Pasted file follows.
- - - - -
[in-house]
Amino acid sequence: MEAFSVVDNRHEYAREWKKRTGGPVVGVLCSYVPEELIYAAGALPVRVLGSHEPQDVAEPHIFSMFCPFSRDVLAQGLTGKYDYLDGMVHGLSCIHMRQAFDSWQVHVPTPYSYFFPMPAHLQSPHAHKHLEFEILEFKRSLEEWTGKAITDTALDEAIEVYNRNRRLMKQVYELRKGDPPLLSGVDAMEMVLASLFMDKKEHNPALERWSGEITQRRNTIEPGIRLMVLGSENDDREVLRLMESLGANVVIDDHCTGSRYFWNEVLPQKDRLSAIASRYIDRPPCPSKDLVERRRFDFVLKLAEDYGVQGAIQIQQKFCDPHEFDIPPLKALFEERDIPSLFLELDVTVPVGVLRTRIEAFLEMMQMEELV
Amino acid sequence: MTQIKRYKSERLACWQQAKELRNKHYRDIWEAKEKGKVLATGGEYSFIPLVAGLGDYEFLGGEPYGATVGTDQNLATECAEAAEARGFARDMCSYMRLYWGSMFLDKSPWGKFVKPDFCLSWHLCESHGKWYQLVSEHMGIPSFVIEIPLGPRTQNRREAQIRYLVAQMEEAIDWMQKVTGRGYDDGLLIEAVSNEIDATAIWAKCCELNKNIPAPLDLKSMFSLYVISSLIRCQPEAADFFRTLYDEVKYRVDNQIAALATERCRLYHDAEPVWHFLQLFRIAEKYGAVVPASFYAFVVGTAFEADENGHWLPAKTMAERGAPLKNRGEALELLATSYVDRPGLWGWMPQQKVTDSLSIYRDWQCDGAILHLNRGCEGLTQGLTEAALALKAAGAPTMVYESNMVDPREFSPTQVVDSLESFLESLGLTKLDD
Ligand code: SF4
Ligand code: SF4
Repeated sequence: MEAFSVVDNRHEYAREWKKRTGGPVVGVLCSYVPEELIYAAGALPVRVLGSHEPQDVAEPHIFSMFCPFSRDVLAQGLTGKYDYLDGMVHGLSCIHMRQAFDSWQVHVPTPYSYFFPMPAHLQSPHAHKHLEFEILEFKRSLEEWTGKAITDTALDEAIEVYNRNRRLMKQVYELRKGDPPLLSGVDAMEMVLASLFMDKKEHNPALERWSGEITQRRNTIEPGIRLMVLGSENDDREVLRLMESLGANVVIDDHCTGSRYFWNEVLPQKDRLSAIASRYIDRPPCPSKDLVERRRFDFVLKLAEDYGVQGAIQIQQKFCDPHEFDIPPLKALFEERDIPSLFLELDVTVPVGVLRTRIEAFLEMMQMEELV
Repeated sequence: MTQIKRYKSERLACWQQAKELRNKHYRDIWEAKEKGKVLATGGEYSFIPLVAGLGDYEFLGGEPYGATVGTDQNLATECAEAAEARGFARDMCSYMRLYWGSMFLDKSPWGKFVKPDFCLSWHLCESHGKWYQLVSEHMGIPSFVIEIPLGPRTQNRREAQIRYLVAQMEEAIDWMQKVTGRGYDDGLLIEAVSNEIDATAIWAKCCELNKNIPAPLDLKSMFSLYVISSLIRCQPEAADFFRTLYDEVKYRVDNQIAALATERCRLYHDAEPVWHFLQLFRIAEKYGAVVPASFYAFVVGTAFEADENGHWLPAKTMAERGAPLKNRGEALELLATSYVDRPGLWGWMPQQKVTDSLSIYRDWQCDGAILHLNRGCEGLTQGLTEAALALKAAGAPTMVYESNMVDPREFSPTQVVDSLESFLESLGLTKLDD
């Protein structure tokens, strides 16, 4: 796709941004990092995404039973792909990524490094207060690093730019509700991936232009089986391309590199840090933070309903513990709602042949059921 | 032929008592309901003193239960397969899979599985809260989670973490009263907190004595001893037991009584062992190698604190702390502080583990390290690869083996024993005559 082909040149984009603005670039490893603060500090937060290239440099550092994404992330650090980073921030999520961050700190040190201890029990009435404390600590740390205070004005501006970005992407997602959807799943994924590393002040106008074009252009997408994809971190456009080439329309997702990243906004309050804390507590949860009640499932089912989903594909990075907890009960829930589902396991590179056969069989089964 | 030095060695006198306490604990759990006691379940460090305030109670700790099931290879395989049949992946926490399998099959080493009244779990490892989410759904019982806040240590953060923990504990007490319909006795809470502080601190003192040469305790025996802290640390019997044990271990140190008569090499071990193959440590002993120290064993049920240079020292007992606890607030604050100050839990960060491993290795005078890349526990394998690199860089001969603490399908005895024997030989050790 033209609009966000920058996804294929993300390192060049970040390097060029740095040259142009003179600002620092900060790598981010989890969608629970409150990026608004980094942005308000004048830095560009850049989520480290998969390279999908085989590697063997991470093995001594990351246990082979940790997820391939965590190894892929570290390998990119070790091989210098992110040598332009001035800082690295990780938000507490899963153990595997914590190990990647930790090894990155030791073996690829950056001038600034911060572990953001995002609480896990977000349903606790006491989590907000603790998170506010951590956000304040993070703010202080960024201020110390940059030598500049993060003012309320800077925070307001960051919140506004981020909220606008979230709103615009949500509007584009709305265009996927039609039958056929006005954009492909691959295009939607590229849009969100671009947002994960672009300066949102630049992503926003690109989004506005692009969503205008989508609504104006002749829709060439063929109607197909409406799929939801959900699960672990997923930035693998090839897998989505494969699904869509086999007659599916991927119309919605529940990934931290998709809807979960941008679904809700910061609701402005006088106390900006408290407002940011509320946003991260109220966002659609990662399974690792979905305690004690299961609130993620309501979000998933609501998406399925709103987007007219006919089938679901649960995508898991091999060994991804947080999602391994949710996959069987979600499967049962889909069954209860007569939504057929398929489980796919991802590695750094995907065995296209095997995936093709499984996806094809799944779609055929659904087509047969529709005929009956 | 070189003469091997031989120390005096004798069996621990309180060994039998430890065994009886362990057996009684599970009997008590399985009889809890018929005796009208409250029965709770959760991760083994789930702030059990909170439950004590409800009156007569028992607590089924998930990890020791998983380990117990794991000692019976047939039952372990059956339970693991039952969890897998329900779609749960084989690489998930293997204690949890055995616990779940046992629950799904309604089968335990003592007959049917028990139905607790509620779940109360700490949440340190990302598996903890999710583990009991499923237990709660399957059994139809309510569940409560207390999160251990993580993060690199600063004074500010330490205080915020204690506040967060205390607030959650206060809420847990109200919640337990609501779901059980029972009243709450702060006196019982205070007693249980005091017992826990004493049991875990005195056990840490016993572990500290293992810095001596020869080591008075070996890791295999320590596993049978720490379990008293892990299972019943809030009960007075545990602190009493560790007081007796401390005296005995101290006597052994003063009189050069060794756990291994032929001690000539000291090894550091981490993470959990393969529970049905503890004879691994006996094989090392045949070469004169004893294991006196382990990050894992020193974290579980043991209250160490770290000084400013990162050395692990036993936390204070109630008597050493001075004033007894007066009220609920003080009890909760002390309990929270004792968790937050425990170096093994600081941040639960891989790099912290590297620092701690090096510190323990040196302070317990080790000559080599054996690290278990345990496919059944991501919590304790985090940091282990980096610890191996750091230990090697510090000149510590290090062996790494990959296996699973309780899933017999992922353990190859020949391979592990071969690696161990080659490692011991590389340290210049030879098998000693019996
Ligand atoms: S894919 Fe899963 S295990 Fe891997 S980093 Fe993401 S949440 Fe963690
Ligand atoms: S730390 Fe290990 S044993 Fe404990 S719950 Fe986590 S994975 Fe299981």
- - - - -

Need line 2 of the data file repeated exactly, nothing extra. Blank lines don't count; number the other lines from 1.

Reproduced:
Amino acid sequence: MEAFSVVDNRHEYAREWKKRTGGPVVGVLCSYVPEELIYAAGALPVRVLGSHEPQDVAEPHIFSMFCPFSRDVLAQGLTGKYDYLDGMVHGLSCIHMRQAFDSWQVHVPTPYSYFFPMPAHLQSPHAHKHLEFEILEFKRSLEEWTGKAITDTALDEAIEVYNRNRRLMKQVYELRKGDPPLLSGVDAMEMVLASLFMDKKEHNPALERWSGEITQRRNTIEPGIRLMVLGSENDDREVLRLMESLGANVVIDDHCTGSRYFWNEVLPQKDRLSAIASRYIDRPPCPSKDLVERRRFDFVLKLAEDYGVQGAIQIQQKFCDPHEFDIPPLKALFEERDIPSLFLELDVTVPVGVLRTRIEAFLEMMQMEELV